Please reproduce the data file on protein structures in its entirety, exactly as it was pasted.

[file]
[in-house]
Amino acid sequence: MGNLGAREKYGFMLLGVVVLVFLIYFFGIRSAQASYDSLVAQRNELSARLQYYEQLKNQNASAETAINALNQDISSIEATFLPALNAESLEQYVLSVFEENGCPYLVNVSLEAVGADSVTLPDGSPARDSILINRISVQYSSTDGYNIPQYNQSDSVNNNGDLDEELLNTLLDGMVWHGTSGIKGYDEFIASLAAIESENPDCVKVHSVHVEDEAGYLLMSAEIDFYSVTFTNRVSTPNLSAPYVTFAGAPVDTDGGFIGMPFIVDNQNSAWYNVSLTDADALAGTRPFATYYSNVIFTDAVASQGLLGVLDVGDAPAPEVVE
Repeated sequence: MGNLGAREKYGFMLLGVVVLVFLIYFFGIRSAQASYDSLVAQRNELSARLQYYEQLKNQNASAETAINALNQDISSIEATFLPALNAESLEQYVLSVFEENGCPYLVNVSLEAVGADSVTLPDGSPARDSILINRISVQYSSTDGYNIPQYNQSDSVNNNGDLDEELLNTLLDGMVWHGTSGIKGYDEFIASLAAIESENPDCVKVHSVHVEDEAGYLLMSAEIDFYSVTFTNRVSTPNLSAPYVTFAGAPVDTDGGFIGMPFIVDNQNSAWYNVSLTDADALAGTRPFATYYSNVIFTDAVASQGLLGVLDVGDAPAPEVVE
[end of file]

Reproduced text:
[in-house]
Amino acid sequence: MGNLGAREKYGFMLLGVVVLVFLIYFFGIRSAQASYDSLVAQRNELSARLQYYEQLKNQNASAETAINALNQDISSIEATFLPALNAESLEQYVLSVFEENGCPYLVNVSLEAVGADSVTLPDGSPARDSILINRISVQYSSTDGYNIPQYNQSDSVNNNGDLDEELLNTLLDGMVWHGTSGIKGYDEFIASLAAIESENPDCVKVHSVHVEDEAGYLLMSAEIDFYSVTFTNRVSTPNLSAPYVTFAGAPVDTDGGFIGMPFIVDNQNSAWYNVSLTDADALAGTRPFATYYSNVIFTDAVASQGLLGVLDVGDAPAPEVVE
Repeated sequence: MGNLGAREKYGFMLLGVVVLVFLIYFFGIRSAQASYDSLVAQRNELSARLQYYEQLKNQNASAETAINALNQDISSIEATFLPALNAESLEQYVLSVFEENGCPYLVNVSLEAVGADSVTLPDGSPARDSILINRISVQYSSTDGYNIPQYNQSDSVNNNGDLDEELLNTLLDGMVWHGTSGIKGYDEFIASLAAIESENPDCVKVHSVHVEDEAGYLLMSAEIDFYSVTFTNRVSTPNLSAPYVTFAGAPVDTDGGFIGMPFIVDNQNSAWYNVSLTDADALAGTRPFATYYSNVIFTDAVASQGLLGVLDVGDAPAPEVVE